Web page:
Organic gardeners frequently use bone meal fertilizer when they want to adhere to organic gardening methods.
It’s easy to use, adds phosphorous in the soil which helps to produce strong roots, with increased fruit and flower development.
What Is Bone Meal Fertilizer?
As the name implies, bone meal comes from ground animal bones.
Usually, beef bones, however, other types of animals like fish bone meal or fish emulsion can be used to prepare bone meal fertilizer.
Because much of the bonemeal fertilizer comes from beef, many worry about getting Mad Cow Disease from handling the fertilizer.
It’s not possible. All meat of these animals is tested for mad cow disease if they test positive they will not be used for food or fertilizer.
Bone Meal Uses & Why Use It?
So, what is bone meal used for?
Bone meal adds an excellent source of phosphorus and calcium to the garden soil. Most commercial bone meal fertilizers on the market today have a 3-15-0 NPK ratio.
Phosphorus helps plants build a strong root system along with increased flower and fruit development.
Before adding bone meal for plants to your soil, always check the soil pH levels.
If the levels are above 7, make any adjustments before you add steamed bone meal. This helps ensure the Organic fertilizer will be available to plants and work properly.
It’s perfect for balancing the higher nitrogen found in many organic soil amendments. Manure and grasses often have large amounts of nitrogen but low in phosphorus. The steamed bone meal helps to balance this out in the soil.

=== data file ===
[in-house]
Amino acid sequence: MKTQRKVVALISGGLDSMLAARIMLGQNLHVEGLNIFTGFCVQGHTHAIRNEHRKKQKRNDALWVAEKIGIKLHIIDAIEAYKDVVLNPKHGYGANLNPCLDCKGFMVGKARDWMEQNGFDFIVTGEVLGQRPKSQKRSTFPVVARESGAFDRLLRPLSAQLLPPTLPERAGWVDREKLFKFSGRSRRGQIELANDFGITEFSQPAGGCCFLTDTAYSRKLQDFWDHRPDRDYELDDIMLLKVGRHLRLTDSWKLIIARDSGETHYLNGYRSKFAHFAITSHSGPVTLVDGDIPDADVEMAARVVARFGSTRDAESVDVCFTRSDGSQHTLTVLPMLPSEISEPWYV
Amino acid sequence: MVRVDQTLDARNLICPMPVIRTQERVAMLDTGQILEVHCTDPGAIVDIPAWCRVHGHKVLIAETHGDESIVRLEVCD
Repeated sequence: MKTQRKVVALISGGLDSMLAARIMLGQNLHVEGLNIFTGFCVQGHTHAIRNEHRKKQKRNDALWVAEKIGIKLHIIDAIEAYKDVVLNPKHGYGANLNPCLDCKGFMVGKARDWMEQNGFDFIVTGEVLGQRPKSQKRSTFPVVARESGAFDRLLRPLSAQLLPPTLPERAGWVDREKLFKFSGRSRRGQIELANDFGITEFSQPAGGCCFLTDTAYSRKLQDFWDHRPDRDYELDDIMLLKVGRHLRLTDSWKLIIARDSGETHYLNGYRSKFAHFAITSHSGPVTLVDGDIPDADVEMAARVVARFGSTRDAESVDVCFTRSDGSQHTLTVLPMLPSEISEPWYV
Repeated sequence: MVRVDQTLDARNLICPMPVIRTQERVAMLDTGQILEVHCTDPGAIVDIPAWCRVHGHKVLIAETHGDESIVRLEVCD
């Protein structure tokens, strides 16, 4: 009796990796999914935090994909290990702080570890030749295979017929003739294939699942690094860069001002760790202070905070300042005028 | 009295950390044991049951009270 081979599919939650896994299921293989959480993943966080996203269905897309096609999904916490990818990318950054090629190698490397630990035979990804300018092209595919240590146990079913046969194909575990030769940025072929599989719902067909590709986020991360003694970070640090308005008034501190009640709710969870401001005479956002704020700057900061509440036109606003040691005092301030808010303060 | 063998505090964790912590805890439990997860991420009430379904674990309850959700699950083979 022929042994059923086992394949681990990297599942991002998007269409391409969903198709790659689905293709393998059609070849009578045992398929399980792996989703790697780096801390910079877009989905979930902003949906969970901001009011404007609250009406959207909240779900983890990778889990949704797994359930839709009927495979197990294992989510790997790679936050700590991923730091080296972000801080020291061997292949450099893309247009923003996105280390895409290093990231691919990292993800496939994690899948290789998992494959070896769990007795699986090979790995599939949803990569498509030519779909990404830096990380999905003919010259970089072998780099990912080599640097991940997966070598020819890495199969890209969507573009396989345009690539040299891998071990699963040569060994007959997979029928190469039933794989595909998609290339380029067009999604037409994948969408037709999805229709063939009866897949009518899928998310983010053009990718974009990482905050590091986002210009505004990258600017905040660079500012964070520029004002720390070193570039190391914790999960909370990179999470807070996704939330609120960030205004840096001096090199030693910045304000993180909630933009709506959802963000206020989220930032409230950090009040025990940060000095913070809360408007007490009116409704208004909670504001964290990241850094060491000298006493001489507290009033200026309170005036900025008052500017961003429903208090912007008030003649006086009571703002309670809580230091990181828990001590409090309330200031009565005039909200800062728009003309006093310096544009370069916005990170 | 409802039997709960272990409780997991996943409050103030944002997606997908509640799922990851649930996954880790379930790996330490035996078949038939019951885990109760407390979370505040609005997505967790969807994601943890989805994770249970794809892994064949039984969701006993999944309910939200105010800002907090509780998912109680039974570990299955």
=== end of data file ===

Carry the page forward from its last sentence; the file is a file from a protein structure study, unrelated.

Learn more about –> Blood Meal Fertilizer
Bone Meal Excellent For The Organic Garden
When gardening organically, fertilizers need a variety of fungi in the soil to make nutrients available to the plant.
By increasing the phosphorus in the soil, bone meal works with other organic matter to ensure a more prolific root growth, winter hardiness and often hastens maturity.
A slow release fertilizer bone meal like this helps the plant to take in other required nutrients that help plants produce more.
Organic bone meal for gardens increases the beneficial soil microbes that encourage plant growth. The result? A healthier, more prolific plant that all gardeners love.
How To Use Bone Meal Fertilizer?
- Add bone meal to the soil at the rate of 10 pounds to 100 square feet. The phosphorous releases slowly for up to 4 months.
- Adding bone meal to your garden is easy.
- Add it to the soil before planting anything to help to nourish the plant.
- Add a few tablespoons into the bottom of the hole before planting.
- Add bone meal to the compost pile – follow the fertilizer label
Sprinkle about half of a cup of bone meal over the roots of a plant before the spring buds making their appearance (this can also be done after planting).
Bone meal also adds other nutrients added to the soil such as nitrogen.
Always read your label carefully and be sure to test your soil before using bone meal. If soil pH levels are off, don’t add any until the soil is appropriately amended to your needs.
The bonemeal fertilizer won’t burn plants or harm your garden if you follow the directions.
Wait for at least four months between applications since bone meal takes that long to break down in the soil. You don’t want to overdo it either.
What Plants Like Bone Meal Fertilizer?
Below is a list of plants that like the extra phosphorous bone meal fertilizer provides. Learn more about each of the plants by following the provided links.
- Daffodils Narcissus
- Sweet Pea
- Garden Tulip
- Tomato fertilizer
- Outdoor Palms
- Roses (naturally)
- Moonflower Vine
- Bottle Brush
- Foxtail lilies
- Oriental Lilies – More on fertilizing lilies
- Passion Flower
- Rocket Ligularia
- Clematis vines
- Many Succulent Types – add it to succulent potting soil
- Cyclamen Flowering Plants